Everything said and done it was a actually really easy to put together. Score the skin, marinate the meat, and throw it in the oven. The only issue I had was that all the websites advised leaving it uncovered out of the fridge for atleast 8 hours to dry out the skin so the crackling would be really crispy. I me that seemed like a recipe for salmonella, but I did it (for 4 hours) anyway and it was fine. I don't know how much of a difference it made, but the skin turned out really great so I'm not going to complain. Anyways, here's the recipe for yourself. Please give it a try. Pulling this out of the oven while your friends oooh and aaahh is one of the most satisfying feelings you will ever experience.

Crispy Pork Belly

- 1.5 kg pork belly slab (make sure you have it with the skin on)
- 1 inch ginger, grated finely
- 2 big tbsp oyster sauce
- 1 tbsp soy sauce
- A drizzle of sweet chilli sauce
-1 1/2 tbsp dark brown sugar
-2 tsp toasted sesame oil

+ If it hasn't been scored already, score the skin of your pork belly. You're going to need a VERY sharp knife (I ended up using one of the razors from my dissection kit) to do this. score thin strips across the whole skin, cutting just until the top layer of fat is exposed when you separate the cuts. This will let the fat blip up and crisp up the skin. The more score marks, the better.

+ Flip the slab over. Mix the ginger, oyster sauce, soy sauce, sweet chilli, brown sugar and sesame oil together for the marinade. Score the meat as well, to allow the marinade to really flavour it. Massage the marinade into the meat. When you're done, season the meat with salt and pepper.

+ Flip the slab over again, so the skin is facing up. Wipe off any marinade that got onto the skin then pat it very very dry with some paper towels. Rube some salt into the skin. Leave the meat in a baking dish to marinate, UNCOVERED for atleast 4 hours.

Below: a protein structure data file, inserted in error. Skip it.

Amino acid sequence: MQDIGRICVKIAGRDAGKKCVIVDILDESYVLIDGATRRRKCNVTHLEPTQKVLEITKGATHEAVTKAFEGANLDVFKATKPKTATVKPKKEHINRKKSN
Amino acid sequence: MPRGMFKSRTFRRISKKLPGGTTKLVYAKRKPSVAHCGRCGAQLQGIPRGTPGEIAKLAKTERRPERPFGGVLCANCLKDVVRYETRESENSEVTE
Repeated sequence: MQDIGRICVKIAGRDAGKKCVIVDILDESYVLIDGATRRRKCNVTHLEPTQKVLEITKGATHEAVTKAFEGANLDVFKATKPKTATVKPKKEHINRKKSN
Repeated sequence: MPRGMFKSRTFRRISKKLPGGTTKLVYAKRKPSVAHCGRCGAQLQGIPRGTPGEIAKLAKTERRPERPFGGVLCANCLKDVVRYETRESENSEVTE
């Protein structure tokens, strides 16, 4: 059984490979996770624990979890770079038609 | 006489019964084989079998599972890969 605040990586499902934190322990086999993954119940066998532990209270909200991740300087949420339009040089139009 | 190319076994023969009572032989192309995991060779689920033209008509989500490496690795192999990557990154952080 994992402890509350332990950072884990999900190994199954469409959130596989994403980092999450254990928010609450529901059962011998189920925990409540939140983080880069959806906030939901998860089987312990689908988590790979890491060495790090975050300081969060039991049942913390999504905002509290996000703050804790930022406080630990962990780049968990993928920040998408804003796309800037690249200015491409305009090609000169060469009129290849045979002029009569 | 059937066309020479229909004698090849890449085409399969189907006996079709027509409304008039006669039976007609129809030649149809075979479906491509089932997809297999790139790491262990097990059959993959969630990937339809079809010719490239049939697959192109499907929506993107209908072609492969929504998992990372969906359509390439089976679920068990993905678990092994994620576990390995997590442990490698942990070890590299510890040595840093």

+When you're ready to cook it, preheat the oven to 220'C. Place the meat onto a roasting rack skin side up and pat it dry again. Rub somemore salt onto the skin (and some chilli flakes if you'd be so inclined ;p ) Place the rack in a foil lined tray (VERY IMPORTANT, cleanup will be soo much easier later) and place it all onto the middle rack of the oven for 30 minutes. The skin will start to turn nice and golden brown, and may even bubble around the edges. After 30 minutes, turn the heat down to 180'C and roast for 1 hour.

+ If after an hour the crackling isn't puffy and beautiful, (mine wasn't), turn the heat up to 220'C and place the tray on the top rack of the oven. Grill for a further 30 minutes. You should be able to hear the skin popping and puffing up. A bit like popcorn, actually.

+ And now you're done! Let the meat rest under a sheet of foil for atleast 30 minutes, or until you're ready to dish up. Hack into chunks and dig in.

Happy Cooking!

Wednesday, 16 October 2013

Red Bean Pau...and the time I had colourful pigs in my steamer.

God it's been such a long week... or rather it just felt really long. Just handed in an essay earlier today and heaved a huge sigh of relief. Honestly, if I had it my way I would just cook my way through university. Can just imagine it... getting my lecturers around my kitchen table and feeding them till they agree to give me my degree.
BAH! I wish.
Still... a girl can dream... And anyways, just because I haven't been posting doesn't mean I haven't been cooking. OOoooooooohhhh no no no no. Hell, I threw a dinner party (well...ish. I had to ask my guests to bring their own cutlery. BUT STILL!) on Sunday while I should have been writing my essay...
Anyways, enough of the worky nonsense. Just rest assured that I have quite a few posts planned for here. Starting with these! Aren't they adorable??